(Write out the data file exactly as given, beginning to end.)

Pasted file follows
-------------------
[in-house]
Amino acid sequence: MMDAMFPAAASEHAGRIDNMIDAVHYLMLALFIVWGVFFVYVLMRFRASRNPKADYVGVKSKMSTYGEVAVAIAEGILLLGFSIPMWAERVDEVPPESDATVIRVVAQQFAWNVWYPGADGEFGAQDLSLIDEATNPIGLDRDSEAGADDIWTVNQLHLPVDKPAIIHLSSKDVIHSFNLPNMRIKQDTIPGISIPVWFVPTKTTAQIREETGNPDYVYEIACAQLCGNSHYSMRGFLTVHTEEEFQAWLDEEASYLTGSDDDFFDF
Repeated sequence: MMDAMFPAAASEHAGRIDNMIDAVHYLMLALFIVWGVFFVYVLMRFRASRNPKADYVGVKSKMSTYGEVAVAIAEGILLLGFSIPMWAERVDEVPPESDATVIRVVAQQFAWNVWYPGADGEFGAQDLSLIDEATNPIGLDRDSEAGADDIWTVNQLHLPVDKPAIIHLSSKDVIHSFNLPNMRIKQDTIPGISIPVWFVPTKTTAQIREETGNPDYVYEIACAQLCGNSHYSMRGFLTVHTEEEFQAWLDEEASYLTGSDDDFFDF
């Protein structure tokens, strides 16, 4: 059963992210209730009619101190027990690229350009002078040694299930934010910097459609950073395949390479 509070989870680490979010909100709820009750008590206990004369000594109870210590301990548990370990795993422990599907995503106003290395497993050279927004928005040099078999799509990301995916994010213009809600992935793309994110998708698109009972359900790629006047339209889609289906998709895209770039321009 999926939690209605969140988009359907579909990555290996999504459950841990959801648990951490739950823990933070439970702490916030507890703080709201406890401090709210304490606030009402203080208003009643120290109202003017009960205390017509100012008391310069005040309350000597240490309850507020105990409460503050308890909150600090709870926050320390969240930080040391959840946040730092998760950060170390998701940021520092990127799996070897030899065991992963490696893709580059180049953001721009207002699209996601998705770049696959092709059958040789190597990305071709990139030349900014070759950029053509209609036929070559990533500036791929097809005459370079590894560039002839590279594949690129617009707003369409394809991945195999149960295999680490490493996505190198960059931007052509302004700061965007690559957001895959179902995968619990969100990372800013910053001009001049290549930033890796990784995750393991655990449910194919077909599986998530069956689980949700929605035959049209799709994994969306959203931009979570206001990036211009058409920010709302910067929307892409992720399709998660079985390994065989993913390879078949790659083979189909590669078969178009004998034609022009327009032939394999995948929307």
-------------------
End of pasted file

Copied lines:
[in-house]
Amino acid sequence: MMDAMFPAAASEHAGRIDNMIDAVHYLMLALFIVWGVFFVYVLMRFRASRNPKADYVGVKSKMSTYGEVAVAIAEGILLLGFSIPMWAERVDEVPPESDATVIRVVAQQFAWNVWYPGADGEFGAQDLSLIDEATNPIGLDRDSEAGADDIWTVNQLHLPVDKPAIIHLSSKDVIHSFNLPNMRIKQDTIPGISIPVWFVPTKTTAQIREETGNPDYVYEIACAQLCGNSHYSMRGFLTVHTEEEFQAWLDEEASYLTGSDDDFFDF
Repeated sequence: MMDAMFPAAASEHAGRIDNMIDAVHYLMLALFIVWGVFFVYVLMRFRASRNPKADYVGVKSKMSTYGEVAVAIAEGILLLGFSIPMWAERVDEVPPESDATVIRVVAQQFAWNVWYPGADGEFGAQDLSLIDEATNPIGLDRDSEAGADDIWTVNQLHLPVDKPAIIHLSSKDVIHSFNLPNMRIKQDTIPGISIPVWFVPTKTTAQIREETGNPDYVYEIACAQLCGNSHYSMRGFLTVHTEEEFQAWLDEEASYLTGSDDDFFDF
């Protein structure tokens, strides 16, 4: 059963992210209730009619101190027990690229350009002078040694299930934010910097459609950073395949390479 509070989870680490979010909100709820009750008590206990004369000594109870210590301990548990370990795993422990599907995503106003290395497993050279927004928005040099078999799509990301995916994010213009809600992935793309994110998708698109009972359900790629006047339209889609289906998709895209770039321009 999926939690209605969140988009359907579909990555290996999504459950841990959801648990951490739950823990933070439970702490916030507890703080709201406890401090709210304490606030009402203080208003009643120290109202003017009960205390017509100012008391310069005040309350000597240490309850507020105990409460503050308890909150600090709870926050320390969240930080040391959840946040730092998760950060170390998701940021520092990127799996070897030899065991992963490696893709580059180049953001721009207002699209996601998705770049696959092709059958040789190597990305071709990139030349900014070759950029053509209609036929070559990533500036791929097809005459370079590894560039002839590279594949690129617009707003369409394809991945195999149960295999680490490493996505190198960059931007052509302004700061965007690559957001895959179902995968619990969100990372800013910053001009001049290549930033890796990784995750393991655990449910194919077909599986998530069956689980949700929605035959049209799709994994969306959203931009979570206001990036211009058409920010709302910067929307892409992720399709998660079985390994065989993913390879078949790659083979189909590669078969178009004998034609022009327009032939394999995948929307």